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Excessive Screen Time

We live in a digital world where screens and digital devices are anywhere that you turn. Whether this is your new normal with tech taking over the workplace, or for your children who are being introduced to screens and technology at earlier and earlier ages, many of us are faced with visual stress from computer screens where we may not have developed the visual skills and abilities necessary to support these demands.

Or in other words, many individuals aren’t visually ready to be staring at screens. And many are just accepting the visual symptoms that come with this, even though this does not have to be the case. It is our mission to help support our patients and establish mindful habits to ensure that bad habits don’t become embedded.

Screens present unique visual demands that often make the eyes and brain work harder, and much differently, than when engaged with 3-dimensional space. Viewing a digital screen presents diverse challenges in comparison to reading a printed page.

With screens, the contrast presented of letters to the background is often reduced, words and pictures can have less sharply defined borders, and glare, or sometimes even reflections can make the viewing environment challenging to interpret.

Individuals often adopt body positioning or viewing distances and angles that are not apparent for other sustained visual concentration tasks like book reading or writing.

Computer Vision Syndrome

Computer Vision Syndrome (CVS), also referred to as digital eye strain, is a cluster of eye and vision related problems that are as a result of prolonged computer, tablet, and cell phone use. Many of the symptoms associated with this syndrome are often influenced by poor lighting, the glare associated with digital screens, unhealthy viewing distances, or poor posture while seated. The level of discomfort usually increases with the amount of screen time, but symptoms can also arise with shorter exposure.

Uncorrected or previously unknown vision problems often exacerbate symptoms and the severity of Computer Vision Syndrome.

Even minor vision problems can majorly influence how an individual performs when engaged with a screen, and elicit symptoms. Often those who wear glasses or contact lenses may need a different prescription or setup that’s more suitable for the precise working distance of their screen. In these situations, many people may find they are adjusting their bodies or tilting or turning their heads in an effort take in the screen less uncomfortably. The unique eye focusing, eye teaming, and eye movement demands for screens taxes the visual system in ways that may force the brain to avoid the task or even adapt in unfavorable ways. Simply put, CVS symptoms arise when we don’t have the visual skills and abilities to meet the demands.

While some experience symptoms within moments of staring at a computer, and others not at all, those who spend 2 or more continuous hours per day at a screen are at the greatest risk for developing CVS.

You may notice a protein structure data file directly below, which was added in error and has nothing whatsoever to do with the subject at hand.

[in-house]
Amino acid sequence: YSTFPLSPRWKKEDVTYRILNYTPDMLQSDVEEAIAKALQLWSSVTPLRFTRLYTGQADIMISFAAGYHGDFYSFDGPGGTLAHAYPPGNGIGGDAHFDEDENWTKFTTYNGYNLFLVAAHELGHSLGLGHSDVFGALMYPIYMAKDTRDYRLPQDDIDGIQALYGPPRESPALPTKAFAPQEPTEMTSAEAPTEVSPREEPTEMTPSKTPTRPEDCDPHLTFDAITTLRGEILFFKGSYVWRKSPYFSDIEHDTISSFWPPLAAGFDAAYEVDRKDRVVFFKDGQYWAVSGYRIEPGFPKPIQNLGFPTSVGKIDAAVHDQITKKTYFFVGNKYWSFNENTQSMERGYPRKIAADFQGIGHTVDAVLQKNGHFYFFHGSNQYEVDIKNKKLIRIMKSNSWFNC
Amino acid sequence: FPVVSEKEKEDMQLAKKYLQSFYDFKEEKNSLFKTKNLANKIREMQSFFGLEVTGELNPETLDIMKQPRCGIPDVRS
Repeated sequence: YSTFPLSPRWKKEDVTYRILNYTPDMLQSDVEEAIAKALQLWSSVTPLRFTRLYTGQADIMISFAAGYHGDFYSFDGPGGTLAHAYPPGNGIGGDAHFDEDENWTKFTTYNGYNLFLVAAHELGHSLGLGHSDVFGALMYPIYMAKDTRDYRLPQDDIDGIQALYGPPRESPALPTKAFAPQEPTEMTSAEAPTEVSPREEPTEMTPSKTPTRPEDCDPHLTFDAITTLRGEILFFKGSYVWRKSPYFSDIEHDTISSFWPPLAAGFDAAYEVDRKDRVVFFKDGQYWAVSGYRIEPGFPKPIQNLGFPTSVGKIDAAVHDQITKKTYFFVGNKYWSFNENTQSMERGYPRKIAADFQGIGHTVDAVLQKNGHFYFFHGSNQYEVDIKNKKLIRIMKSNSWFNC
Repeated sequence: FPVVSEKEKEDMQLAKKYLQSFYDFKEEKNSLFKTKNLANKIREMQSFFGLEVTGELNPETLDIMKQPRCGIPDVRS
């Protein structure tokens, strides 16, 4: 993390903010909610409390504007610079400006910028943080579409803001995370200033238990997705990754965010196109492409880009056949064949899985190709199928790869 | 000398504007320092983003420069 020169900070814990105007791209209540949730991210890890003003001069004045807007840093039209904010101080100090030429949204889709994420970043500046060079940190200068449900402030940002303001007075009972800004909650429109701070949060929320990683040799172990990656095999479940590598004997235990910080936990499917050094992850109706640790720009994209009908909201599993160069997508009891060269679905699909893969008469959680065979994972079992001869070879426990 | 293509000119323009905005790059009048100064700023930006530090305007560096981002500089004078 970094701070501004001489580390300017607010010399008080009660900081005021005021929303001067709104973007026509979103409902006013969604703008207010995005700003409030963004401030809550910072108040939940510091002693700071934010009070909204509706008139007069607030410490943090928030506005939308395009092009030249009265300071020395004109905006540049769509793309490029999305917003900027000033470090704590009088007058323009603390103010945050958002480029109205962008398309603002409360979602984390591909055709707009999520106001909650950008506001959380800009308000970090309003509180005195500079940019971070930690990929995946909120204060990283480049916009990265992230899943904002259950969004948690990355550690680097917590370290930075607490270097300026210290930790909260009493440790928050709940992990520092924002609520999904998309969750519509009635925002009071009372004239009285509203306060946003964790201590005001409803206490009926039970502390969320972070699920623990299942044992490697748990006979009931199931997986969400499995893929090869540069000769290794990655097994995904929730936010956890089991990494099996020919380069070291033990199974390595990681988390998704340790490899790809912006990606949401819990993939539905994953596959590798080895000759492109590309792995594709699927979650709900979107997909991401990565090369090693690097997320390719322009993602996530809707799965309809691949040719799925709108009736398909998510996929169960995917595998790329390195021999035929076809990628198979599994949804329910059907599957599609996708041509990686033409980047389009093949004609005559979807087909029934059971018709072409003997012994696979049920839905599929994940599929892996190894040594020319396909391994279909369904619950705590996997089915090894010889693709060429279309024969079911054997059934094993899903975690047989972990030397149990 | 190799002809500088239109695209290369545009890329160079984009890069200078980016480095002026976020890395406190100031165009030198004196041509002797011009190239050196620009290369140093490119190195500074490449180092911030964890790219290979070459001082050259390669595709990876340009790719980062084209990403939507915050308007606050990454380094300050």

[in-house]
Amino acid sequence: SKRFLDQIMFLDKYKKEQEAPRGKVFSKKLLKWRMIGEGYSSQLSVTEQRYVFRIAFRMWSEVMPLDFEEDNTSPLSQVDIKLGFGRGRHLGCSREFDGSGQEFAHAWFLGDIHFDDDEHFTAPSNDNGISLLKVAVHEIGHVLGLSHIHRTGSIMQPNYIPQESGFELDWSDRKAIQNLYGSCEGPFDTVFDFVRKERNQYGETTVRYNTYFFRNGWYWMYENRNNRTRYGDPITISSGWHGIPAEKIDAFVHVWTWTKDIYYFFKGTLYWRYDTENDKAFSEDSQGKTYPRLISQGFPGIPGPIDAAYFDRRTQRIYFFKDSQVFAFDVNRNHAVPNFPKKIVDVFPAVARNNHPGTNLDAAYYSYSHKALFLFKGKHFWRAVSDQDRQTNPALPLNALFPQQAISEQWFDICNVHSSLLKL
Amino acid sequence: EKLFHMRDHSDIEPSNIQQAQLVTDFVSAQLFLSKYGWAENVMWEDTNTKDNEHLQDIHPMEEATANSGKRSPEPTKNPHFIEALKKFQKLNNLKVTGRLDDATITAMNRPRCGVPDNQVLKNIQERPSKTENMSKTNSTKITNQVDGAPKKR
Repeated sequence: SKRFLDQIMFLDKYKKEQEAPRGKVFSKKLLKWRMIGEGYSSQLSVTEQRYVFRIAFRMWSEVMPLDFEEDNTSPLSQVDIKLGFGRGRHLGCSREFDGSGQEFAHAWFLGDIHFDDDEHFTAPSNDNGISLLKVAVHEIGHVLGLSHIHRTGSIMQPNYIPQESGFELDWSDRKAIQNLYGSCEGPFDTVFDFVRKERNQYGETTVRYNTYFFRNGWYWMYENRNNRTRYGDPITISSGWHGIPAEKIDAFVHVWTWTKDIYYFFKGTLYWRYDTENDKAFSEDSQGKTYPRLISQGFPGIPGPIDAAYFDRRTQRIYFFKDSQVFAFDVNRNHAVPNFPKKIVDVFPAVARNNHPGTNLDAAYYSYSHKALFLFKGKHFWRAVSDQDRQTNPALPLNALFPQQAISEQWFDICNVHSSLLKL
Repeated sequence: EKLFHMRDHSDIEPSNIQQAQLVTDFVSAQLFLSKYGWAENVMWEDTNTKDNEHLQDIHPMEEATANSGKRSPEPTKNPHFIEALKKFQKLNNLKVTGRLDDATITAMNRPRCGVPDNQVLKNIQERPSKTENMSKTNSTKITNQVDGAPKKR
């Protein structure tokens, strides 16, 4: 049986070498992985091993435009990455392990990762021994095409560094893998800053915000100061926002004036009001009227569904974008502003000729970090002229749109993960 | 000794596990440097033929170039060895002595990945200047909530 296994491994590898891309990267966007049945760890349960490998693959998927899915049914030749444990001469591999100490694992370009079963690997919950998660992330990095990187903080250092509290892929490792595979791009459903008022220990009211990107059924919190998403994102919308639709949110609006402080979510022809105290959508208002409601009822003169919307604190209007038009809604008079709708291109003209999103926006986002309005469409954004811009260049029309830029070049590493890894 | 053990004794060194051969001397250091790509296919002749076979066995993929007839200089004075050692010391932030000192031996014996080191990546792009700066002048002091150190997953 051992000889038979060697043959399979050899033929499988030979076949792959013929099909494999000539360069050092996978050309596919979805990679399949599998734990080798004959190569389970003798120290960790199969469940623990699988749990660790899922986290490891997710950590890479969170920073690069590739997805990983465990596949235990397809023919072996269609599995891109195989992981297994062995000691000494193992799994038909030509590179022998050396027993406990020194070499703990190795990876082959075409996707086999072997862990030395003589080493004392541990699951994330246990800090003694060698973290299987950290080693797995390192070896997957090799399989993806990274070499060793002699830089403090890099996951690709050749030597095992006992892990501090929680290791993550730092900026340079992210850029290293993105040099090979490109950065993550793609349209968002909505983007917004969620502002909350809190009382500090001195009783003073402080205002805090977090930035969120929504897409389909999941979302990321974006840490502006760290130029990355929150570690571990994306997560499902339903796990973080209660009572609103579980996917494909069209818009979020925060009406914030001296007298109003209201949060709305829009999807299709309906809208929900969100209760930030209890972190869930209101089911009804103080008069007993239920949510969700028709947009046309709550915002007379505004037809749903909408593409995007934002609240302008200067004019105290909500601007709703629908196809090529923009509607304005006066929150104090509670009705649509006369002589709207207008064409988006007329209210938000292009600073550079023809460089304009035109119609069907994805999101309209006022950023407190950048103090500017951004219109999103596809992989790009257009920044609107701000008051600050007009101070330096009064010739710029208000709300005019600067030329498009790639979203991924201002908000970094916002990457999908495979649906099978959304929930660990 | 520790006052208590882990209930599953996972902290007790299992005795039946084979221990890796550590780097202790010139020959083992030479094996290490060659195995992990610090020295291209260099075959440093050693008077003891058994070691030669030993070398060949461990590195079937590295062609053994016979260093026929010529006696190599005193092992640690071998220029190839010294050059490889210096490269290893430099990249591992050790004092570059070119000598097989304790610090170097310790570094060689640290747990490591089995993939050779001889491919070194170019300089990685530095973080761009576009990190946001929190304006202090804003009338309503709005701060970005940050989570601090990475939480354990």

This is categorized as a combination of ocular, visual, and musculoskeletal symptoms associated with extended near work on computer monitors. While handheld devices differ from computers – and laptops differ from desktops – in terms of viewing distance and position, usage patterns, screen size, and luminance, there is an increased risk of developing CVS with excessive use of any device with a screen.

It is estimated that about 70% of workplace computer users in the United States suffer from this syndrome.

Symptoms may include:

Prolonged use of digital devices is also likely associated with decreased blink rates, tears not covering the front surface of the eye, and a brutal cycle of symptoms of Dry Eye Disease.

Fortunately, some visual symptoms may be temporary and diminish after stopping screen time engagement. But others persist even beyond stopping computer work such as blurred distance vision or focusing problems. Symptoms often can recur and even worsen with future digital screen usage.


Computer Vision Syndrome or digital eyestrain can be most accurately diagnosed through a comprehensive eye examination with appropriate testing that asses the visual requirements for digital devices. This testing should include thorough patient history, visual acuity, refraction, and functional testing that explores how the eyes move together, work together, and focus in unison. Testing should emphasize the visual requirements for staring at screens at the particular working distance that’s utilized in your life.


While the best option for treatment will always be avoiding or significantly reducing our  screen use, that is not an option for many of us who use screens daily in our life.

This is where Vision Therapy & correct diagnosis comes in. 

For those problems that are functional in nature and cannot be adequately corrected with lenses or any combination of these options, an individualized treatment program of Optometric Vision Therapy may be needed to specifically address and eliminate these problems. 

Vision therapy teaches the eyes and brain to work together more effectively and depending on the severity of the problems, can incorporate an office based program, home training program, or combination of the two. Careful analysis of the focusing system, tracking system, and eye teaming systems by an optometrist specially trained in visual development and rehabilitation can determine how good of a candidate someone is for Vision Therapy, and help design an individualized program to lead them to a place of clear, comfortable, and healthy vision.

Learn More About Computer Vision Syndrome (CVS)

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